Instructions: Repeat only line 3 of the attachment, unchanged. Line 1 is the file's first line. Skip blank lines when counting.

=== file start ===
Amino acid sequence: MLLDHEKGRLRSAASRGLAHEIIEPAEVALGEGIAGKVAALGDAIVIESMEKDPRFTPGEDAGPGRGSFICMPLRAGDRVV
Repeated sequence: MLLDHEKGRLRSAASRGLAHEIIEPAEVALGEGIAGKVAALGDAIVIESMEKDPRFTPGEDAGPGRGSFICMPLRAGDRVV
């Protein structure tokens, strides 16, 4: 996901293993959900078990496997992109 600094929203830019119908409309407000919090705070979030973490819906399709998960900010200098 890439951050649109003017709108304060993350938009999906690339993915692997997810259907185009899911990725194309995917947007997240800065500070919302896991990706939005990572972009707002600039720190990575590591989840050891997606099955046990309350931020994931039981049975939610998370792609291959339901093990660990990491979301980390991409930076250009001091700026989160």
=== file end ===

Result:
């Protein structure tokens, strides 16, 4: 996901293993959900078990496997992109 600094929203830019119908409309407000919090705070979030973490819906399709998960900010200098 890439951050649109003017709108304060993350938009999906690339993915692997997810259907185009899911990725194309995917947007997240800065500070919302896991990706939005990572972009707002600039720190990575590591989840050891997606099955046990309350931020994931039981049975939610998370792609291959339901093990660990990491979301980390991409930076250009001091700026989160």